“Find your Cathedral – blow up the Eiffel Tower” a tribute to Ivan Chtcheglov by Nora Sophie

April 16, 2014

The French political theorist, activist and poet Ivan Chtcheglov 
was following his Ukrainian father as a revolutionary of his time. His father, Vladimir Chtcheglov, was sentenced to two years imprisonment following the 1905 Revolution. After he was released, Vladimir Chtcheglov left the Russian Empire. In 1910, Vladimir and his wife moved to Paris where he worked as a taxi driver. He took part in the 1911 driver strike.

Ivan – the French born son – became as a young man member of the Situationists International and as such he was the inventor of the “dérive”* (drifting) with his manifesto “Formulary for a New Urbanism”, before he tried to blow up the Eifel Tower because its reflected light was shining into his attic room and was keeping him awake.

Chtcheglov’s unforgettable line was that ‘dreams spring from reality and are realized in it’. His work was an experiment in the avant-garde. his technique echoes the improvisation that is evident in his working methods.

His text has a wonderful lyrical quality to it.


*DERIVE or …Drifting:
One of the basic situationist practices is the dérive or drifting, a technique of rapid passage through varied ambiences. Dérives involve playful-constructive behavior and awareness of psychogeographical effects, and are thus quite different from the classic notions of journey or stroll.

In a dérive one or more persons during a certain period drop their relations, their work and leisure activities, and all their other usual motives for movement and action, and let themselves be drawn by the attractions of the terrain and the encounters they find there.

Chance is a less important factor in this activity than one might think: from a dérive point of view cities have psychogeographical contours, with constant currents, fixed points and vortexes that strongly discourage entry into or exit from certain zones.


New Urbanism

In 1953, at age nineteen, Ivan Chtcheglov wrote the manifest “Formulary for a New Urbanism”, outlining how a city and modern city life has to be in order to achieve the most quality of life.
The “Formulary for a New Urbanism” illustrates how he envisioned the perfect city life:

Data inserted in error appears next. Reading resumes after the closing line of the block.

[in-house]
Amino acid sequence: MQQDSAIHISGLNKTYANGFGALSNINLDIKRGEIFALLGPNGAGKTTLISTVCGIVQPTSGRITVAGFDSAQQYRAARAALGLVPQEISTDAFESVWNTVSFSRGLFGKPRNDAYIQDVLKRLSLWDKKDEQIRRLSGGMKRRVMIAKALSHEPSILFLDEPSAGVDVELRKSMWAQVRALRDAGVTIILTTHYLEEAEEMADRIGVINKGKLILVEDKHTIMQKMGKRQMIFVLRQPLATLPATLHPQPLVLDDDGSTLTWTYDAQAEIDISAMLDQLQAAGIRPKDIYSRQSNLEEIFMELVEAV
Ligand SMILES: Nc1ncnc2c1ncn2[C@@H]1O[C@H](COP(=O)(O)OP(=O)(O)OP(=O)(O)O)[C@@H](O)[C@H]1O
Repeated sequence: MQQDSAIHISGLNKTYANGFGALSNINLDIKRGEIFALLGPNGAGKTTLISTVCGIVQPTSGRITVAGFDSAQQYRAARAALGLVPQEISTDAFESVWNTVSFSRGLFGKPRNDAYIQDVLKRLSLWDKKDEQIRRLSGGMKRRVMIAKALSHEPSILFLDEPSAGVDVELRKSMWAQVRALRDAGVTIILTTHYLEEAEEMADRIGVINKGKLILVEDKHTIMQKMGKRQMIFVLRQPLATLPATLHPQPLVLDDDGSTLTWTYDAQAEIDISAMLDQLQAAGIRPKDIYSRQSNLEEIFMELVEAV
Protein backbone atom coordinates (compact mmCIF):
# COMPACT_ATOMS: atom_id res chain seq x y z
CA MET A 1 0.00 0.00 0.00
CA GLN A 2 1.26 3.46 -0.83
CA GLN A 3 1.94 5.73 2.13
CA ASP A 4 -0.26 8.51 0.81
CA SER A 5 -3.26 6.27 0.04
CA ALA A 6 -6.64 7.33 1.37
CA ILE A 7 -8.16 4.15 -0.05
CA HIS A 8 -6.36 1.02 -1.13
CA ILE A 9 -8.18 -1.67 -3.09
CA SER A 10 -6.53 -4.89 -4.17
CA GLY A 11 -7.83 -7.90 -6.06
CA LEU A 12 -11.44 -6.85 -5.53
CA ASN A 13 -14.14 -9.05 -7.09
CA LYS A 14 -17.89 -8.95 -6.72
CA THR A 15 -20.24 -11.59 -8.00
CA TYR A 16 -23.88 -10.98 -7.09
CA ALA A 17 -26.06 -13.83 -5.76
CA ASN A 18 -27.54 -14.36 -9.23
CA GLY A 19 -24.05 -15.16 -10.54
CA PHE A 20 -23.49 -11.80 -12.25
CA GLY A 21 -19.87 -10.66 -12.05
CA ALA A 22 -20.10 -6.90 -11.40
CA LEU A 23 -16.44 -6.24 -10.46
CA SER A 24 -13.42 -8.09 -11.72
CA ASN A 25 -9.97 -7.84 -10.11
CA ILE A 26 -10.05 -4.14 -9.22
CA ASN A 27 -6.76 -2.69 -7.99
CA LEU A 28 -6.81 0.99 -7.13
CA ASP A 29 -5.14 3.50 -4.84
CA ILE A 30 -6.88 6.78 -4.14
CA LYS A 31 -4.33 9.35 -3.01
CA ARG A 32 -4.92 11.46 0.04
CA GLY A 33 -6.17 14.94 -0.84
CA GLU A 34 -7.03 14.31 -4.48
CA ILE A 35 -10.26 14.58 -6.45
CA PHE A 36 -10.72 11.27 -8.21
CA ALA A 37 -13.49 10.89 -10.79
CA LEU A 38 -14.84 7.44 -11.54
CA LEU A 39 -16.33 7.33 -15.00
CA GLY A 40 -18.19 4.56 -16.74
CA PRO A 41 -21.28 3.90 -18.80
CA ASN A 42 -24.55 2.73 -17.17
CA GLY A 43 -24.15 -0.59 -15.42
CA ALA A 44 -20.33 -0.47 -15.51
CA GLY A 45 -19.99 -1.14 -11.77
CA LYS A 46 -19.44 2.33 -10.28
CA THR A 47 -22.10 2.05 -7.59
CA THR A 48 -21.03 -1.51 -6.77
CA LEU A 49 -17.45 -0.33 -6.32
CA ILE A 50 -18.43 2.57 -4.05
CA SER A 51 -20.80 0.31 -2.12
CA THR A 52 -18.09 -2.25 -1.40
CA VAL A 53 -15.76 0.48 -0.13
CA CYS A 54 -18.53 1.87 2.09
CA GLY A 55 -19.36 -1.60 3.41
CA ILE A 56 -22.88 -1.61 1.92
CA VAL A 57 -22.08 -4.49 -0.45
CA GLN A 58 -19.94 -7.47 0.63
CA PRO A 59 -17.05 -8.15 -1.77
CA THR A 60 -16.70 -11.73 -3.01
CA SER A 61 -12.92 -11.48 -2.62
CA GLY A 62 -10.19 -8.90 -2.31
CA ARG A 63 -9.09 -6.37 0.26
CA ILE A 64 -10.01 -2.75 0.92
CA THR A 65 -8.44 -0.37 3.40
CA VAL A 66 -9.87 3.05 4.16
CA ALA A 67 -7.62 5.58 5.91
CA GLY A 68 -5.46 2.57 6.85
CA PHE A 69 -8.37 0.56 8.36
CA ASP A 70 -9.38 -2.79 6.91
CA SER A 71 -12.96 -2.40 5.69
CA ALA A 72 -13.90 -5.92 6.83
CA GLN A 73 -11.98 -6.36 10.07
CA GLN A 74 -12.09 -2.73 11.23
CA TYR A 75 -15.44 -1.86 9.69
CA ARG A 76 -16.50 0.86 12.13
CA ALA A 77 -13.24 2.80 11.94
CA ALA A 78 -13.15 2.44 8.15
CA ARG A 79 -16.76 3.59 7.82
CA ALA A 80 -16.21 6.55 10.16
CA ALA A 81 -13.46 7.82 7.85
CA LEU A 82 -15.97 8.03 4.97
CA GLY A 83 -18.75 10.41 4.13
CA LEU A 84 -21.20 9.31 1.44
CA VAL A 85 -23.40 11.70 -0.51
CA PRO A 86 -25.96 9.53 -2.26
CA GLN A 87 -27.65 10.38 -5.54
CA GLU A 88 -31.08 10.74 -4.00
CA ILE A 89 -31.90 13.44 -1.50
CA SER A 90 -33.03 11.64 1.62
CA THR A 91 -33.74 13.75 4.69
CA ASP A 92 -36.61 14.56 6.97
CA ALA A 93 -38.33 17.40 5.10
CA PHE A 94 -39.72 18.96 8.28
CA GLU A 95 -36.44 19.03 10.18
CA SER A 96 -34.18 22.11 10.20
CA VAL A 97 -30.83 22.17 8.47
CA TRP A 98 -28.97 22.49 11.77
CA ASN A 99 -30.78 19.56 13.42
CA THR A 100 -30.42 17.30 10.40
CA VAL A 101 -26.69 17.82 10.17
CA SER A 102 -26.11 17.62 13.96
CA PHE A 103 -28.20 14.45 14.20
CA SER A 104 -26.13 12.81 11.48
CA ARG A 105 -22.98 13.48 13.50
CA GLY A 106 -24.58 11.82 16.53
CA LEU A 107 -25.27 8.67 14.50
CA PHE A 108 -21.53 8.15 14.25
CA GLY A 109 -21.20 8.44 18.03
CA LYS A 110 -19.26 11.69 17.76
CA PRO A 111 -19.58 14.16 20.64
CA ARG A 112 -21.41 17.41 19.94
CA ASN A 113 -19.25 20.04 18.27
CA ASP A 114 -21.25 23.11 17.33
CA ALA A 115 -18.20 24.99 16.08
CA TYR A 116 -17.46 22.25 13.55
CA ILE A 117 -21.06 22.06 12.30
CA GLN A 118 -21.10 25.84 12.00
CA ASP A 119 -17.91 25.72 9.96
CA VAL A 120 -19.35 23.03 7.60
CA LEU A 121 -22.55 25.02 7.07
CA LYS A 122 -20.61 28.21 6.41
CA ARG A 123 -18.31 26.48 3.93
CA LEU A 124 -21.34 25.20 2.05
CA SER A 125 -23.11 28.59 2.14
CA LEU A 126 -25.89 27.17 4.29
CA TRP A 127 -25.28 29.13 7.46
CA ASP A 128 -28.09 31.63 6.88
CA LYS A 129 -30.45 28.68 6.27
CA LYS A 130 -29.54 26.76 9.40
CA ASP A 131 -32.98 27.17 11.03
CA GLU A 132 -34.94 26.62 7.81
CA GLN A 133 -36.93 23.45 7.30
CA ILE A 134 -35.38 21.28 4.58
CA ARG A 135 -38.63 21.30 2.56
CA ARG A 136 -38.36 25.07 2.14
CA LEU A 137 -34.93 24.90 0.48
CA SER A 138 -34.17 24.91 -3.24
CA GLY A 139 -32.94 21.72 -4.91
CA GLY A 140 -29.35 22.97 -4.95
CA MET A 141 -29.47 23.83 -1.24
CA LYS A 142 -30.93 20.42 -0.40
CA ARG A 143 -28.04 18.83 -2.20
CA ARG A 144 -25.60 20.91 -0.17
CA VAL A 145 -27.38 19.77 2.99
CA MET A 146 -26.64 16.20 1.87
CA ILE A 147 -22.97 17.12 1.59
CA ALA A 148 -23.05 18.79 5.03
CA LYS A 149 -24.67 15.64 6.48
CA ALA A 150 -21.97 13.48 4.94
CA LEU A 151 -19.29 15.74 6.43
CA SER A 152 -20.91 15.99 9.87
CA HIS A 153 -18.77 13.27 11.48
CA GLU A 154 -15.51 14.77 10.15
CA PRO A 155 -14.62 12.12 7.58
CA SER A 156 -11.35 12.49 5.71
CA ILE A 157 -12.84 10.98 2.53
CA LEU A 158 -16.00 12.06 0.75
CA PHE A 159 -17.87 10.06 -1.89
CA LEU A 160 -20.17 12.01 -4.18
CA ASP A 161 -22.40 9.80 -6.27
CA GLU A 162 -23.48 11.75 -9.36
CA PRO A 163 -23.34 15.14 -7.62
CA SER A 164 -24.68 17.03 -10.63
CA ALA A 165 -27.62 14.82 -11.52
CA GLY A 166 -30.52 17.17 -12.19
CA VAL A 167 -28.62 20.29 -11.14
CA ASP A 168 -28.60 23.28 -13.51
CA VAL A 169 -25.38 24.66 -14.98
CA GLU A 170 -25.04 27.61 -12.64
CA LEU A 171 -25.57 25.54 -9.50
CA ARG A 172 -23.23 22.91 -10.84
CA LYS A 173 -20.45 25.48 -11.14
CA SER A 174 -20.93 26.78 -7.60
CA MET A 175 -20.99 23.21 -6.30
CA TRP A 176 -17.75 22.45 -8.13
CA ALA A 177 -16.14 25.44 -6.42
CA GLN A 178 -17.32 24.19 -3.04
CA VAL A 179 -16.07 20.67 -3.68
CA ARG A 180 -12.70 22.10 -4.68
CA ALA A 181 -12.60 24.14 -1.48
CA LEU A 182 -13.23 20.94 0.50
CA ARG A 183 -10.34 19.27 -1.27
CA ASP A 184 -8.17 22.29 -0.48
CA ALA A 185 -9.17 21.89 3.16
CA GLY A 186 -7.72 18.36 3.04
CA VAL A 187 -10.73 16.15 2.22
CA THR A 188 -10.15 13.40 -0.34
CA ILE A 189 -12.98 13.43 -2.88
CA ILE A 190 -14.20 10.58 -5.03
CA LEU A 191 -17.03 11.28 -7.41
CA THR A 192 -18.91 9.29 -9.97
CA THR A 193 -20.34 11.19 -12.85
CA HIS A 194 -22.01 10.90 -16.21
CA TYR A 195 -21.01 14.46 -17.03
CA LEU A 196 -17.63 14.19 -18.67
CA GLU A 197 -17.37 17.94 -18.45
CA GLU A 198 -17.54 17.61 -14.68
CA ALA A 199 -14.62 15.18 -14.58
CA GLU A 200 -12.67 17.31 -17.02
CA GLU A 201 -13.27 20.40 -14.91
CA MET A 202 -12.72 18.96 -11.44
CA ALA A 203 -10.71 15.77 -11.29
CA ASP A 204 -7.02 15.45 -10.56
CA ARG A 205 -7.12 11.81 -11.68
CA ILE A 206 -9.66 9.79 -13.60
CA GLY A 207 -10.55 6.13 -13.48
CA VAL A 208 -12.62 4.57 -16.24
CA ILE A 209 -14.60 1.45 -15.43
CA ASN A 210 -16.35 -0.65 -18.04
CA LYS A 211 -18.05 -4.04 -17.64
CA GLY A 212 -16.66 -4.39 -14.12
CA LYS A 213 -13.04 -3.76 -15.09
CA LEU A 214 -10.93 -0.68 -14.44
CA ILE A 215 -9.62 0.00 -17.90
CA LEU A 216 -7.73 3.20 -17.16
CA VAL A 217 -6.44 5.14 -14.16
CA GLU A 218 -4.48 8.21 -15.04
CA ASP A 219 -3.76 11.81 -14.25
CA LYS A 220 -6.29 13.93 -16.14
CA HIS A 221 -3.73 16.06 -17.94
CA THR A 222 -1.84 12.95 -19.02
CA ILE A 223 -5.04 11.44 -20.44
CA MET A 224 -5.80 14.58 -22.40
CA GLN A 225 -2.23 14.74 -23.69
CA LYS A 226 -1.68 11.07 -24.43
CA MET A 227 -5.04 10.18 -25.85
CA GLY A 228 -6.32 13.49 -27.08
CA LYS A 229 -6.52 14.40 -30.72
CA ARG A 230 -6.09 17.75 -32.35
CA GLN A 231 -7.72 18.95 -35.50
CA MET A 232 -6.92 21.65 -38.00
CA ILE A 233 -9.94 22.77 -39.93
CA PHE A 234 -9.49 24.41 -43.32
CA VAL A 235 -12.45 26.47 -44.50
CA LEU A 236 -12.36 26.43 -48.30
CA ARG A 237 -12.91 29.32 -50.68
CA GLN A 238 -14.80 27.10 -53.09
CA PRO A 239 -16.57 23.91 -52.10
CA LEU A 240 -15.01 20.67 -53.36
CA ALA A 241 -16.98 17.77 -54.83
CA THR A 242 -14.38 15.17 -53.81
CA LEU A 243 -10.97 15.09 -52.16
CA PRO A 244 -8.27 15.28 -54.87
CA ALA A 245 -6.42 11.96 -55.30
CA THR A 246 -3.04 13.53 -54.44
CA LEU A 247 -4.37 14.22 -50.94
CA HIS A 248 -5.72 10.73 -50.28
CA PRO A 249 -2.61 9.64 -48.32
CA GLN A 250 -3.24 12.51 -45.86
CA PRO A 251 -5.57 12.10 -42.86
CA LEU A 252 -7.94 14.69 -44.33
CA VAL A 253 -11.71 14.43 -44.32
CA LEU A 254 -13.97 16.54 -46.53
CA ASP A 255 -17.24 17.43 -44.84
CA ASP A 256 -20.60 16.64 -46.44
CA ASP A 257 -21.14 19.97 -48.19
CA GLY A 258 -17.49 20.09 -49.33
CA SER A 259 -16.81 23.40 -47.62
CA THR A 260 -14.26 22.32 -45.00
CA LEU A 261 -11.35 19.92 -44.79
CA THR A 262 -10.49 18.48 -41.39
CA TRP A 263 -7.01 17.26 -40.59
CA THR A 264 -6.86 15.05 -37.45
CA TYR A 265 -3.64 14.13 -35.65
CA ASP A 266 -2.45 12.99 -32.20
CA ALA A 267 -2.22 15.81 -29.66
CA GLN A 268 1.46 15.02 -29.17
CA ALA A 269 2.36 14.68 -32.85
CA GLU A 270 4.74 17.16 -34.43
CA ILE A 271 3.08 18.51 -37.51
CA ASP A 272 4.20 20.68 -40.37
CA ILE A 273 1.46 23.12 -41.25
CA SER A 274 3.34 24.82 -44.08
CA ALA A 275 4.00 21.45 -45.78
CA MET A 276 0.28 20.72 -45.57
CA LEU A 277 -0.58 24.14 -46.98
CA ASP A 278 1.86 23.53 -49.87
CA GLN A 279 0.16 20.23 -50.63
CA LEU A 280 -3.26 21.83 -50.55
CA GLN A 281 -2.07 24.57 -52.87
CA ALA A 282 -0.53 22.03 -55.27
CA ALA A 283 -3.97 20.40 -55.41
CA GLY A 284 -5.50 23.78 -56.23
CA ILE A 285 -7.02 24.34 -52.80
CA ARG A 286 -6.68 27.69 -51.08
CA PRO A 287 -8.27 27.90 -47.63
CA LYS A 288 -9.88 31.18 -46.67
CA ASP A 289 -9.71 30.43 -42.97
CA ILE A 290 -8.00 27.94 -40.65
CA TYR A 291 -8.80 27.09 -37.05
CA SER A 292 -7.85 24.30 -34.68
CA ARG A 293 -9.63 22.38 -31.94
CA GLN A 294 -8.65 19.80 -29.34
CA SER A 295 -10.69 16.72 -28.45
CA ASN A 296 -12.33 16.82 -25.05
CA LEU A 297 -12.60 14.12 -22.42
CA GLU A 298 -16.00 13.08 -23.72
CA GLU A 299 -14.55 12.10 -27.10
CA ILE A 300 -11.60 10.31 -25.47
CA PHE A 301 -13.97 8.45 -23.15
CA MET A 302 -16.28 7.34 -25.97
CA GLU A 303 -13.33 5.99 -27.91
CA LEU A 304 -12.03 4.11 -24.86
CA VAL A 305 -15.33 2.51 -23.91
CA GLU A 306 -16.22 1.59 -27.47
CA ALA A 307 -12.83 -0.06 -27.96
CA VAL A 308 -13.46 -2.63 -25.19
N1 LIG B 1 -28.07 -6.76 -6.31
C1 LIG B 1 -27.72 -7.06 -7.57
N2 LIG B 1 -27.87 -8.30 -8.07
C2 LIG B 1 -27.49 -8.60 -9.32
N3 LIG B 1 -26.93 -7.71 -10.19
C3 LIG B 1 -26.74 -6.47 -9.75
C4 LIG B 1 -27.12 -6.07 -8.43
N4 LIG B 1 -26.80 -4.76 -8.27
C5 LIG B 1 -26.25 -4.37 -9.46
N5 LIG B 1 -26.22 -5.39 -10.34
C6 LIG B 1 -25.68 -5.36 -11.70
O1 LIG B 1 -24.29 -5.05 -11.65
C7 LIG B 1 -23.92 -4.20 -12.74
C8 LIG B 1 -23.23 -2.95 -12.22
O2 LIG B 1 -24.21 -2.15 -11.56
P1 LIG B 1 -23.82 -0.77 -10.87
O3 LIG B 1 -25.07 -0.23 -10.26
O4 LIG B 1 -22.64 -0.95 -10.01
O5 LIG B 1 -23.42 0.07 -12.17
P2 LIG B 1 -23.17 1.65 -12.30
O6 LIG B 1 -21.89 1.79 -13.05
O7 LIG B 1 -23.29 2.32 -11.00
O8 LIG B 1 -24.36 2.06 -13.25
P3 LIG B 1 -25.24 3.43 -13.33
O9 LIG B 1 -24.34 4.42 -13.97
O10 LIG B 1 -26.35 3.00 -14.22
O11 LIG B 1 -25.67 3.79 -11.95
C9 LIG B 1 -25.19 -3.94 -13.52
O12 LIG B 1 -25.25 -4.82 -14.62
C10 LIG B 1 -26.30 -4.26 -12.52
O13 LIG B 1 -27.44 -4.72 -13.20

“Everyone will, so to speak, live in their own personal “cathedrals.” There will be rooms more conducive to dreams than any drug, and houses where one cannot help but love. […]”

“The districts of this city could correspond to the whole spectrum of diverse feelings that one encounters by chance in everyday life. […]”

“The main activity of the inhabitants will be CONTINUOUS DRIFTING. The changing of landscapes from one hour to the next will result in total disorientation.” […]

“Couples will no longer pass their nights in the home where they live and receive guests, which is nothing but a banal social custom. The chamber of love will be more distant from the center of the city: it will naturally recreate for the partners a sense of exoticism in a locale less open to light, more hidden, so as to recover the atmosphere of secrecy.” […]

Due to these elaborations, he is considered the founder of the dérive.
The manifest served as inspiration for many artists, urbanists and architects worldwide.

The Haçienda

The “Formulary for a New Urbanism” included the phrase “The Haçienda must be built”, and became somewhat of a pop culture phenomenon, which in the eighties influenced the British music and television personality Tony Wilson in naming his Manchester acid house and rave nightclub “The Haçienda”…

Blow up the Eiffel Tower

In 1959, Chtcheglov was sharing an attic loft in Paris with his friend Henry de Béarn, and every night the light from the Eiffel Tower would shine in their eyes. Instead of opting for curtains, they decided to blow it up – not as a political act, not as a nihilist affirmation, but simply because it kept them awake. They were arrested on their way to the Eiffel Tower as they stopped at a billiard bar on Rue Mouffetard, with backpacks full of dynamite they had stolen from a nearby construction site. He had told everyone around him about his plan, and while some did not take his attempt too seriously, his wife arranged for him to be committed to a mental institution following his arrest, where he was subdued with insulin and shock therapy, and remained for five years. He died in April 1998.


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